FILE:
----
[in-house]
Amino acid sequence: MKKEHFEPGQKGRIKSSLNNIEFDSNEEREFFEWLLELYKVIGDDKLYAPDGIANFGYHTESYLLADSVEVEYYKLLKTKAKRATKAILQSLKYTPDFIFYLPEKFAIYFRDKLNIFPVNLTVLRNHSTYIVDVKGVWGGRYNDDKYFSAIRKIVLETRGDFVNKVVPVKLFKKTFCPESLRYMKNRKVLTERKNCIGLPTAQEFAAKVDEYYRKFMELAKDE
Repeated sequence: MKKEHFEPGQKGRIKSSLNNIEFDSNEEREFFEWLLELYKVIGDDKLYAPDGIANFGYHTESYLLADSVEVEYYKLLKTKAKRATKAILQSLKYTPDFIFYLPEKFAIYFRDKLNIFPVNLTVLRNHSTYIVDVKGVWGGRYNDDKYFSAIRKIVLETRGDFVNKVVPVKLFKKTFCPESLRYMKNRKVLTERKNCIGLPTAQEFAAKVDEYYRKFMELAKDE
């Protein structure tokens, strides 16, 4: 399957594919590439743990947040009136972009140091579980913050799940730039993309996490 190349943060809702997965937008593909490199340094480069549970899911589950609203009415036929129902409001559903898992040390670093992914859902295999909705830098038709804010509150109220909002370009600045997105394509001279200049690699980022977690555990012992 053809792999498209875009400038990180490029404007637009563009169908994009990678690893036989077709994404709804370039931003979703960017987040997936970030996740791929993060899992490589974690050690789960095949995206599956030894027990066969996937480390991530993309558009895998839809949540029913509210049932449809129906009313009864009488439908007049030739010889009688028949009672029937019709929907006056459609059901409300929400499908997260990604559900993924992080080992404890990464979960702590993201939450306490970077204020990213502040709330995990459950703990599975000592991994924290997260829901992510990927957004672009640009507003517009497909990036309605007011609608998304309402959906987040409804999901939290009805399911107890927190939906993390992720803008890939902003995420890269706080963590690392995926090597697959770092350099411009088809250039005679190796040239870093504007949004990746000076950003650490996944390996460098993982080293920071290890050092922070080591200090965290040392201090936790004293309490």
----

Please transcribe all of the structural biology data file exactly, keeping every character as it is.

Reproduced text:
[in-house]
Amino acid sequence: MKKEHFEPGQKGRIKSSLNNIEFDSNEEREFFEWLLELYKVIGDDKLYAPDGIANFGYHTESYLLADSVEVEYYKLLKTKAKRATKAILQSLKYTPDFIFYLPEKFAIYFRDKLNIFPVNLTVLRNHSTYIVDVKGVWGGRYNDDKYFSAIRKIVLETRGDFVNKVVPVKLFKKTFCPESLRYMKNRKVLTERKNCIGLPTAQEFAAKVDEYYRKFMELAKDE
Repeated sequence: MKKEHFEPGQKGRIKSSLNNIEFDSNEEREFFEWLLELYKVIGDDKLYAPDGIANFGYHTESYLLADSVEVEYYKLLKTKAKRATKAILQSLKYTPDFIFYLPEKFAIYFRDKLNIFPVNLTVLRNHSTYIVDVKGVWGGRYNDDKYFSAIRKIVLETRGDFVNKVVPVKLFKKTFCPESLRYMKNRKVLTERKNCIGLPTAQEFAAKVDEYYRKFMELAKDE
């Protein structure tokens, strides 16, 4: 399957594919590439743990947040009136972009140091579980913050799940730039993309996490 190349943060809702997965937008593909490199340094480069549970899911589950609203009415036929129902409001559903898992040390670093992914859902295999909705830098038709804010509150109220909002370009600045997105394509001279200049690699980022977690555990012992 053809792999498209875009400038990180490029404007637009563009169908994009990678690893036989077709994404709804370039931003979703960017987040997936970030996740791929993060899992490589974690050690789960095949995206599956030894027990066969996937480390991530993309558009895998839809949540029913509210049932449809129906009313009864009488439908007049030739010889009688028949009672029937019709929907006056459609059901409300929400499908997260990604559900993924992080080992404890990464979960702590993201939450306490970077204020990213502040709330995990459950703990599975000592991994924290997260829901992510990927957004672009640009507003517009497909990036309605007011609608998304309402959906987040409804999901939290009805399911107890927190939906993390992720803008890939902003995420890269706080963590690392995926090597697959770092350099411009088809250039005679190796040239870093504007949004990746000076950003650490996944390996460098993982080293920071290890050092922070080591200090965290040392201090936790004293309490």